Coming Out: Speaking Openly About Autism Diagnosis
As you may remember, a few months back I wrote this blog post about our family’s choices in keeping our son’s autism diagnosis close to the vest. Over the last month or so, my husband had been doing some reading and we had been discussing the possibility of becoming more open about S’s diagnosis. He seemed more on board than me, as I was still worried about how people would perceive S and if he would be treated differently. As usual, life got busy and the subject was dropped for a while.
Then, last week, I accidentally outed my son’s autism on Facebook.
I am a member of a few private Facebook groups for families with autistic children; and, looking to broaden my network, I joined another group, that was apparently, very public. And so, my posting was blasted into everyone’s newsfeed without my knowledge. Joy.
A family friend saw the posting (which had included a little bit about how we had not yet told any family) and she decided to call me right away to let me know what I was posting was public. She handled it so nicely and assured me hat she wouldn’t say anything to anyone; that our secret was safe with her.
After hanging up with her, something just didn’t sit right about the conversation. I felt just awful. Not so much that I had outed my son on a very public forum, but that our family friend had used the word ‘secret’ in reference to my son. Don’t get me wrong, our family friend handled things just wonderfully and was very respectful of our family’s wishes. It was just that the word “secret”, to me, conotes shame and something that needs to be hidden or kept away. That is certainly not how I feel about S.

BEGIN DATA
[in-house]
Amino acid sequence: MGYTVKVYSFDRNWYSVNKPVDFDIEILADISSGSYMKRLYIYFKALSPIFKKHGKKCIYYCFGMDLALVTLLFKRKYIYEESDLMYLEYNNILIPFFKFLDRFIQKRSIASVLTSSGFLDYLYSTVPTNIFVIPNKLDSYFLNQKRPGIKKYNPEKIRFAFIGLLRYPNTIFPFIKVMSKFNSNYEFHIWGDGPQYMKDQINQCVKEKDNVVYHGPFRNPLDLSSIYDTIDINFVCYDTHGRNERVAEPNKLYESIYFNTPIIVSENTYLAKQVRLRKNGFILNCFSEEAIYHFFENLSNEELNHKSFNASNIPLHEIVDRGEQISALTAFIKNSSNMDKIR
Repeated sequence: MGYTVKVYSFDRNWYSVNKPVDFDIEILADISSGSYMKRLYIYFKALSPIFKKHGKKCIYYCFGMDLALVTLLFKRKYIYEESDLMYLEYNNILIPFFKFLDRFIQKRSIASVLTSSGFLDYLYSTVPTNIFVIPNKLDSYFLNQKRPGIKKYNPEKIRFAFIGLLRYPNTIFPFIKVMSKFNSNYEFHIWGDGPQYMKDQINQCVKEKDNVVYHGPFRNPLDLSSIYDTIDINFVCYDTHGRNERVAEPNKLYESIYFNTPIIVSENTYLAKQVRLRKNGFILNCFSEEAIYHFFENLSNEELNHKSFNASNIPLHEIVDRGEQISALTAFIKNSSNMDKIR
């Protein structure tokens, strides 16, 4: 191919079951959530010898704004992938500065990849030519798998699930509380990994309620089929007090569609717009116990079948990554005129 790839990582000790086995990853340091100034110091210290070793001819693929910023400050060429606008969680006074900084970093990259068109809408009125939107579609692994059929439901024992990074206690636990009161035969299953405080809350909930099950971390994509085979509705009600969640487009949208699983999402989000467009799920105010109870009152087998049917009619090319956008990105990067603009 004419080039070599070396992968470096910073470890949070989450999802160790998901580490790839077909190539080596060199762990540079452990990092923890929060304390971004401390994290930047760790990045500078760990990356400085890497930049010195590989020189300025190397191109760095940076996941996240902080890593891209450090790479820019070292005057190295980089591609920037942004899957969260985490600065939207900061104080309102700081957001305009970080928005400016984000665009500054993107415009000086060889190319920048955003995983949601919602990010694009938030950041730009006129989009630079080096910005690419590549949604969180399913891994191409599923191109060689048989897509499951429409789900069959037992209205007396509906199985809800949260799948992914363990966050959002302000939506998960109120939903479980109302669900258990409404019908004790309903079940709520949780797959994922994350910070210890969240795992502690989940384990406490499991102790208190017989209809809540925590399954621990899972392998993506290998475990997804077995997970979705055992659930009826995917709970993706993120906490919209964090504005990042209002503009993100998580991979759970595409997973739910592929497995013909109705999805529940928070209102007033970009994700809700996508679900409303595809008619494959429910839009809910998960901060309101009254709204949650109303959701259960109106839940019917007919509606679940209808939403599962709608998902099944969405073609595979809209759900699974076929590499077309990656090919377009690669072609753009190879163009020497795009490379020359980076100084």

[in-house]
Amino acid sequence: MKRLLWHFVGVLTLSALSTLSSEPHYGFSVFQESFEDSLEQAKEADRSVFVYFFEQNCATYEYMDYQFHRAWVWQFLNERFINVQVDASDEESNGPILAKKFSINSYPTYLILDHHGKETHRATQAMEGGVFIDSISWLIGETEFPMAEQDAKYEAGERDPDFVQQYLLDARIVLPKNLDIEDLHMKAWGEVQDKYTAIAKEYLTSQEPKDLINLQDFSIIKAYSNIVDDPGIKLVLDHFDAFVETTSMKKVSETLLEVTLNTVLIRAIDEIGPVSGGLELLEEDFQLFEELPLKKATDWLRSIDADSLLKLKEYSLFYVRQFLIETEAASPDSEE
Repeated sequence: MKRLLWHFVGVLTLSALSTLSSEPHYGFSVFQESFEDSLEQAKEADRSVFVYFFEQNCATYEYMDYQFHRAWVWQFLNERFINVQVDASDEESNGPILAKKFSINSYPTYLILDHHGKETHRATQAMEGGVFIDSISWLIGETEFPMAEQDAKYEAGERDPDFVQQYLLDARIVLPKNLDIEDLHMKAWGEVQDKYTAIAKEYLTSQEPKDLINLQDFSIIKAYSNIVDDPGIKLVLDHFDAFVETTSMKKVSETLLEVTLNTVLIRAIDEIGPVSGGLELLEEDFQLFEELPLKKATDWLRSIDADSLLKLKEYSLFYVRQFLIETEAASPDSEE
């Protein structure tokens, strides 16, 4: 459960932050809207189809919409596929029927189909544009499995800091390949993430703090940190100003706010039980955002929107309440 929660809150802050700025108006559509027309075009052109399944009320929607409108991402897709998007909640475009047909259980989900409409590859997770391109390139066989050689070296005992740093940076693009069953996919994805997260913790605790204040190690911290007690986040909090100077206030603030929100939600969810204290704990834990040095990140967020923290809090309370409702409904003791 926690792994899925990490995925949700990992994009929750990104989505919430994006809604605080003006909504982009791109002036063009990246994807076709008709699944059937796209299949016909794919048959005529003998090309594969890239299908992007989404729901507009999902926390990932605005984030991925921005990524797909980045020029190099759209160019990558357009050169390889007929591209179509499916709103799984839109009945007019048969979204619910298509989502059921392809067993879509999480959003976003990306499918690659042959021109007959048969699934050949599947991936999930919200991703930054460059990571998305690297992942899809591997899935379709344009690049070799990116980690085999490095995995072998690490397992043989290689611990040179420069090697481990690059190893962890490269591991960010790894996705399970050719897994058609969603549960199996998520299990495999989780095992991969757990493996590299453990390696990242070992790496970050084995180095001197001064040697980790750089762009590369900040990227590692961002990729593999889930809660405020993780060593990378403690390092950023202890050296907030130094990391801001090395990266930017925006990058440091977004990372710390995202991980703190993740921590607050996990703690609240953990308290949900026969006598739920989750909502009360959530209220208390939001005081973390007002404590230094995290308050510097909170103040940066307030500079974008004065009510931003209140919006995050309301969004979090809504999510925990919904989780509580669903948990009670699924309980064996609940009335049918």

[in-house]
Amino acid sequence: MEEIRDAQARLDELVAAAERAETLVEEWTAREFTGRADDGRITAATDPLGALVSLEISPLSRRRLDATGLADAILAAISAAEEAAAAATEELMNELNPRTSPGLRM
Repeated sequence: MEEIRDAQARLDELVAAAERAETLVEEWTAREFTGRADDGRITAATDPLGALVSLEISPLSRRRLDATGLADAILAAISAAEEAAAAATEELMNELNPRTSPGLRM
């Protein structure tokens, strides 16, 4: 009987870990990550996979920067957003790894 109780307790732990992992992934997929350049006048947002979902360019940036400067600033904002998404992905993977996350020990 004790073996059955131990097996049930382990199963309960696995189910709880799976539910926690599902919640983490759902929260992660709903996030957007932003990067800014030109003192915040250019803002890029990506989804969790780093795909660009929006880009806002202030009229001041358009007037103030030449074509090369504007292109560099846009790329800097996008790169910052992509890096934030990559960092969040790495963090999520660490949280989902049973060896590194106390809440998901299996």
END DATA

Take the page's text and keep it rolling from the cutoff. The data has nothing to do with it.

And so, Daddy J and I re-opened the conversation about S’s autism and whether or not this information should be kept so close. In the end, we decided that since S is just perfect the way he is… and his autism is a pretty big part of him… and that is nothing to be ashamed of, that there was no reason to keep this information from becoming public. Daddy J and I felt that keeping his autism hidden from family and friends might later make S feel that it is something to be ashamed of, and we would never want him to feel that way. And perhaps, if more people were aware of autism, it would be more openly accepted. After-all, people generally only fear the unknown.
Making the decision to no longer keep autism as our ‘family secret’ has been so liberating. We decided to not make a big public announcement or anything, because really, it just isn’t that big of a deal. In fact, since deciding to become open, I have only told one person… S’s hairdresser. After-all, autism is just a part of who S is. He has blonde hair, blue eyes, autism and an infectious smile.
It’s funny, really, how far we have come in our autism journey. This time one year ago, I was hoping and praying that our son would not be diagnosed with autism. And, when he was, it was like our world came to a crashing halt. I would’ve done practically anything to remove autism from our lives. Autism seemed like the most repulsive thing in the world and I did not want my son to have it. And now, I can honestly say I don’t know if I would give autism back if I could. Sure, we have our fair share of struggles, and will have many more. But, our son is a really awesome little dude, and I wouldn’t want to change anything about him… not his blue eyes, his blonde hair or his autism.
He is perfect, just the way he is… and there is no reason to keep that a secret.